Thursday, May 14, 2009


First a little explanation of where I've been these last few days. I haven't forgotten you and did get a fair amount of gardening done - asparagus, peppers and tomatoes planted plus a lot of weeding. We were in the midst of trying to decide if we should finally get rid of our 15 year old car and get a new/used one. After a number of test drives and talks with our banker about loan rates, we ended up with a Toyota Yaris. It may take a bit of getting used to such a small car after driving an SUV for all these years, but we both pretty much fell in love with it (and its tiny pricetag and good gas mileage) right away. Enough about that - on to gardening.
This morning I thought I'd do Yuccas since they are going to be blooming soon. No scapes yet, but any day now. I first encountered yuccas in person on my farm in West Virginia. I had seen them in books, but never knew any one who grew them. Guess they weren't big in Philadelphia. I guess I always assumed they were hot desert things. I couldn't have been more wrong. Though some of them really prefer a sandy soil, a number of them will grow in a sunny (or even not all that sunny) spot in just plain old average garden soil.
This first one is Yucca filamentosa 'Color Guard' and has a green leaf with a narrow yellow edge. All of the Yuccas spread by underground runners and you will get a clump eventually, though not right away. They like to settle in first. Most all will have a tall bloomscape with creamy white flowers. This next one is Yucca filamentosa 'Golden Sword'. It is the reverse coloring of the last one, yellow with a green edge.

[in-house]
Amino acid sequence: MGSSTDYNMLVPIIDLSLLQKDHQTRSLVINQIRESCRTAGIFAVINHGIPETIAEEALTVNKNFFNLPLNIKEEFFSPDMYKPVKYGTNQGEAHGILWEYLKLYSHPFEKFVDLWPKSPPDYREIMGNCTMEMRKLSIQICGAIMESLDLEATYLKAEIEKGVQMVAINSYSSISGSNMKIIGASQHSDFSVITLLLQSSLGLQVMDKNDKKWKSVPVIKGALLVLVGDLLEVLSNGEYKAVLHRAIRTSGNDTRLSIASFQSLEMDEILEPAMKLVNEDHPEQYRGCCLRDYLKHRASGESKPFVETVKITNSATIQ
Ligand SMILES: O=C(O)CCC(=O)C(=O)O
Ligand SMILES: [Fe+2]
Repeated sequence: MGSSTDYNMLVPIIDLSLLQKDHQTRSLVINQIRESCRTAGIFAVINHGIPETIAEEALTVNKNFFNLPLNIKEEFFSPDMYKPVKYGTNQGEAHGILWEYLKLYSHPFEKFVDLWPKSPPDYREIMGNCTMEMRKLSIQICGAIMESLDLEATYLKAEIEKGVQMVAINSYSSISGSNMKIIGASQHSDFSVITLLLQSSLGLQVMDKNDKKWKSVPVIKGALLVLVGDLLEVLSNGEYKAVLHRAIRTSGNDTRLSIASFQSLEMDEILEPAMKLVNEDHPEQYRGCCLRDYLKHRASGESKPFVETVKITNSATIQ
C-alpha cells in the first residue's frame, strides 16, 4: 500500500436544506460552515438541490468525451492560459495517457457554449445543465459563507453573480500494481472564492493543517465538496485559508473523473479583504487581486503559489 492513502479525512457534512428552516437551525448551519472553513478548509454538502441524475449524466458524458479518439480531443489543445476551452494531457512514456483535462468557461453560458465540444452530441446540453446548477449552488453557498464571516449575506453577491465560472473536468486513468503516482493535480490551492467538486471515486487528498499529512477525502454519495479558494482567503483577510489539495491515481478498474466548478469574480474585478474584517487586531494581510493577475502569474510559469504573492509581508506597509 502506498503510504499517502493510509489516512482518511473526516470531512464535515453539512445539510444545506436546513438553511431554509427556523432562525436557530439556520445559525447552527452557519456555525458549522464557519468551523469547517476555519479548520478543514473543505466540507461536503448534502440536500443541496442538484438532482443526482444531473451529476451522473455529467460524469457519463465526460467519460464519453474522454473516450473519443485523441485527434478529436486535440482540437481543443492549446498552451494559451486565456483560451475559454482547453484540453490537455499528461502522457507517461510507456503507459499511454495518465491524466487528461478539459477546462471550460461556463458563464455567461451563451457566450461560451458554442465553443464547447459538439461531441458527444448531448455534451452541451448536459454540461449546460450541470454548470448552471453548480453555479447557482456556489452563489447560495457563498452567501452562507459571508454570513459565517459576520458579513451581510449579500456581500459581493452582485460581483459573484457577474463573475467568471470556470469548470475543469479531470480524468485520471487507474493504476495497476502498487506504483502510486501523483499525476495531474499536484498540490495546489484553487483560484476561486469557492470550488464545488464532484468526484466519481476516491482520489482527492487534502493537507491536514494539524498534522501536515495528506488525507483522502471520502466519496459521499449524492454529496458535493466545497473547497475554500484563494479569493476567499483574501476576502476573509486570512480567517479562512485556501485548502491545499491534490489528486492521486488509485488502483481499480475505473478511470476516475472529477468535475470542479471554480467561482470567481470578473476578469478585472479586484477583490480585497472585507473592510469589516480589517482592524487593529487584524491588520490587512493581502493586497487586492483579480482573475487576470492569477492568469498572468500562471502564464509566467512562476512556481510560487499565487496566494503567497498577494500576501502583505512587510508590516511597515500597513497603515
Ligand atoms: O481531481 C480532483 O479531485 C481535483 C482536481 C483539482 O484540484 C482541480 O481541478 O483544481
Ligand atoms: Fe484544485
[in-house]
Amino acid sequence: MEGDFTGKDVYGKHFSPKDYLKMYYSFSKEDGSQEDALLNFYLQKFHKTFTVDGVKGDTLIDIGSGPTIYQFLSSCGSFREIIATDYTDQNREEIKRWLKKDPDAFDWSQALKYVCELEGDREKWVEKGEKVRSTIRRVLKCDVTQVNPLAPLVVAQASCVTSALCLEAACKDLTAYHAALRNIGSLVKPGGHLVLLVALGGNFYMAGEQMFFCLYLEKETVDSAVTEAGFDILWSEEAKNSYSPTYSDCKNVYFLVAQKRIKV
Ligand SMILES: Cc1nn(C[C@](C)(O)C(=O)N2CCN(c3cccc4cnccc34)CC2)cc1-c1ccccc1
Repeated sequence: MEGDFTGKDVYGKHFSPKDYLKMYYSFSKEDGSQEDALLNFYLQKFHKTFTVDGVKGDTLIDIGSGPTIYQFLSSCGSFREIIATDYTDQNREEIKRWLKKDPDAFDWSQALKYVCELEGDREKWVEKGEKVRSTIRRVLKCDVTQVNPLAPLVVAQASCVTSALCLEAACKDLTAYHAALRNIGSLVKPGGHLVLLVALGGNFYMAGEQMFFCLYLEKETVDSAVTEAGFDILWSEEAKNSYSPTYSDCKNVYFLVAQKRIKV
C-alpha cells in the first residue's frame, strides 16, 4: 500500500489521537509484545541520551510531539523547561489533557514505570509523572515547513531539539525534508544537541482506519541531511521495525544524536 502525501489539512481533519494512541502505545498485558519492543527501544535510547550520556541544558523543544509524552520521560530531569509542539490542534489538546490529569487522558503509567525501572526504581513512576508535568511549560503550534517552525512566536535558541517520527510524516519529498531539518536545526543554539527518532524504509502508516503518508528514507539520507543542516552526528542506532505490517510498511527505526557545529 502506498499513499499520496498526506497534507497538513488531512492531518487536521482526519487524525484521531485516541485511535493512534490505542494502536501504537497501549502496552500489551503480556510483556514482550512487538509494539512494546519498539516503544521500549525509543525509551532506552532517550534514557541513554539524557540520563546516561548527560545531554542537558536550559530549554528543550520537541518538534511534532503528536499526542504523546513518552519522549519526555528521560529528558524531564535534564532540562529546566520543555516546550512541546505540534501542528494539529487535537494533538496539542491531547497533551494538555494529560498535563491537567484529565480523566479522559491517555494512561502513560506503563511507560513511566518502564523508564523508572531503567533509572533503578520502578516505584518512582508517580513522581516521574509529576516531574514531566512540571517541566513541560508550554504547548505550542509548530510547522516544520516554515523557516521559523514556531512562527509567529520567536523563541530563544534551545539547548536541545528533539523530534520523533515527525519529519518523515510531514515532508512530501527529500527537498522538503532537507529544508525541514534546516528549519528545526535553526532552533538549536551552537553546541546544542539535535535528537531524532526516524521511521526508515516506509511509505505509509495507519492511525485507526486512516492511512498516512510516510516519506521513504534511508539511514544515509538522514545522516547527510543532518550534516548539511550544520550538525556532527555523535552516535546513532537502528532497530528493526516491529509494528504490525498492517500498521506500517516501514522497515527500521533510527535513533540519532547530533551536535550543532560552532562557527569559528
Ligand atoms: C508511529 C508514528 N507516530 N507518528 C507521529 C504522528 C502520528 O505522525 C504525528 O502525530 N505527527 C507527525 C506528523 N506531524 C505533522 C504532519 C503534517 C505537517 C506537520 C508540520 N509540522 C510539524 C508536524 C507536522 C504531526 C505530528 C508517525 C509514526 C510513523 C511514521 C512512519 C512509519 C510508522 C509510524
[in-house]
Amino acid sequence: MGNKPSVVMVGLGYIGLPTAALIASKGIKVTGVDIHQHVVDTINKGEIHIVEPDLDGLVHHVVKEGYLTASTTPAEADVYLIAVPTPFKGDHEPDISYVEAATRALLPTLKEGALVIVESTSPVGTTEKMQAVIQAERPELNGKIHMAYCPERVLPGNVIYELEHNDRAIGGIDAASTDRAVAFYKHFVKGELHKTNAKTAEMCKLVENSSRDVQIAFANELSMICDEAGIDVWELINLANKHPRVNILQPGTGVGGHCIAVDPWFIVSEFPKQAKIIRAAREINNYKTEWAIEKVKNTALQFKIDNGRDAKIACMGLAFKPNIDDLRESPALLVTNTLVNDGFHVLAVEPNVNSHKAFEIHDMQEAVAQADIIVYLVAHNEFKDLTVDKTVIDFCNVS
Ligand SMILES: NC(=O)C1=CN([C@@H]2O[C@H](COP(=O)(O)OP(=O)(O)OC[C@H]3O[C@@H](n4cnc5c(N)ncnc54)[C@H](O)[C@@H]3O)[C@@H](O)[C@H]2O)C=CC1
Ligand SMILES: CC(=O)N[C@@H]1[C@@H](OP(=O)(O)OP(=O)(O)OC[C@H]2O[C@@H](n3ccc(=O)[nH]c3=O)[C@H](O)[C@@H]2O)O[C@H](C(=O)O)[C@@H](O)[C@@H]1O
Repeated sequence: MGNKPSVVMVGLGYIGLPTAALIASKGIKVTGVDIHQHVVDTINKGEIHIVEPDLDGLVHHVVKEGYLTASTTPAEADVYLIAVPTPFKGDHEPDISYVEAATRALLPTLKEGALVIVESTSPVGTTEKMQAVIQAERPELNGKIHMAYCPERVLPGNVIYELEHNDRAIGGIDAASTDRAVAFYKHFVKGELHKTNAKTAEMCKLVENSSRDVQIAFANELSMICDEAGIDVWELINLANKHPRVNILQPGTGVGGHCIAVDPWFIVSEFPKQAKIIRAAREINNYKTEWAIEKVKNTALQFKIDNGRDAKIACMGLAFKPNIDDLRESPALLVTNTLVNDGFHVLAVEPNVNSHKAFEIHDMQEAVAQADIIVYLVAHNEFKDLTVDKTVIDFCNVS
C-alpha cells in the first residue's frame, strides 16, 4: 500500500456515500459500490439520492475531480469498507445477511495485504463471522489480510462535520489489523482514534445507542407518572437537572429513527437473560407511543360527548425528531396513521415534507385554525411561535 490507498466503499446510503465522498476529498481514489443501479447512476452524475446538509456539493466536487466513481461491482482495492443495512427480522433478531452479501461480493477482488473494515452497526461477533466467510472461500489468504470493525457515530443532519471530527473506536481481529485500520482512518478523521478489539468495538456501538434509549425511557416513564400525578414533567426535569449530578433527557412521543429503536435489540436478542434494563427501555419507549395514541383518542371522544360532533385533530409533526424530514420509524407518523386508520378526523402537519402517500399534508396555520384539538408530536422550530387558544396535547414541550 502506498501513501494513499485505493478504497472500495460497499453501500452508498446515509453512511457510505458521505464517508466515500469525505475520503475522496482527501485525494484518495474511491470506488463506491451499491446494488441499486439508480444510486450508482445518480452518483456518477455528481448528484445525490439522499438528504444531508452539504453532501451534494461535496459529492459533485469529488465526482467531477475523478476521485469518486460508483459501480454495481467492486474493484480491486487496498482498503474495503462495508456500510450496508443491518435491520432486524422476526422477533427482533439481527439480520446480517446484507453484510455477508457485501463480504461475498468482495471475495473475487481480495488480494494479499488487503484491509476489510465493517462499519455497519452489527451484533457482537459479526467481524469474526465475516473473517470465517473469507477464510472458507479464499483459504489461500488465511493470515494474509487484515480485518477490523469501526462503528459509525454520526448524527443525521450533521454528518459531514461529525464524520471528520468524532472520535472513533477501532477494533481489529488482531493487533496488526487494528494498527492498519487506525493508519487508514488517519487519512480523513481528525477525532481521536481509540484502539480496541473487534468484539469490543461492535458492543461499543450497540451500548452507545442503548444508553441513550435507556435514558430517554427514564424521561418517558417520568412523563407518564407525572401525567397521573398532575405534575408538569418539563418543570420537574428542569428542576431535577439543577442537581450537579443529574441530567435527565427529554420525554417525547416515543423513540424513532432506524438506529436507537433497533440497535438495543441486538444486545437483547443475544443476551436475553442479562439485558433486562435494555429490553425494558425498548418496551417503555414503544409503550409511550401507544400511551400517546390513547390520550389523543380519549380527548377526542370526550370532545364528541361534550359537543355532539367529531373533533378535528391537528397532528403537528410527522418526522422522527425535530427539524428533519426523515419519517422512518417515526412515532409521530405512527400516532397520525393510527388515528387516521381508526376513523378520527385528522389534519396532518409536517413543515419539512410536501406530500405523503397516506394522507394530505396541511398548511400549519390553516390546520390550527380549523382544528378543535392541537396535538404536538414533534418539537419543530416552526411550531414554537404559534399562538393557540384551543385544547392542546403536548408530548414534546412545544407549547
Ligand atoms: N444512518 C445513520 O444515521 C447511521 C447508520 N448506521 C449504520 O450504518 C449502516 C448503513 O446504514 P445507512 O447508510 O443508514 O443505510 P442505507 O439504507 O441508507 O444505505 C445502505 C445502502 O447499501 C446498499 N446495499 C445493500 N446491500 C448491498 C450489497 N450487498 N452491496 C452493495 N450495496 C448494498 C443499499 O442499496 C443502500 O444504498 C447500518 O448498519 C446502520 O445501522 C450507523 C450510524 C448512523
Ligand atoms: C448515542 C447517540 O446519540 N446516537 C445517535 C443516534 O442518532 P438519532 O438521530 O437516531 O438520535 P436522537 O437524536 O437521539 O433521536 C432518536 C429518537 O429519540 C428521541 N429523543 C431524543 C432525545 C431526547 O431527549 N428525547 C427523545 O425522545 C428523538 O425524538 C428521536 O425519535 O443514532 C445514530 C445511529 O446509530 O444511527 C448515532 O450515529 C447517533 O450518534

This one, Yucca linearifolia, is one that seems to like growing in a desert-like spot and is at the edge of the large cactus bed. As its name implies, it has quite linear - and skinny linear - leaves.
It is a bit more fussy than the filamentosas, but still not a hard thing to grow. Most of these, not counting the bloomscapes, are about 18 inches to 2 feet tall.

This is the one I call the friendly yucca. It is Yucca flacida 'Ivory'. As it's name implies, its leaves are soft, almost droopy sometimes. Very un-yucca-like. Some of the other varieties are very sharp on the tips of the leaves and can be unpleasant to weed around. Not quite like a cactus, but still pointy.

Last but not least, it good old Yucca filamentosa, the common one found on old farmsteads, or where farms used to be, and about as dependable as they come. I have them growing in sun and shade and they bloom equally well in both spots. The bloomscapes on these are sometimes 5 feet tall and covered with large, bell-shaped white flowers. Just the thing to add a tropical look to a very un-tropical garden.

Hopefully I'm back on schedule now with no major distractions to keep me from writing.

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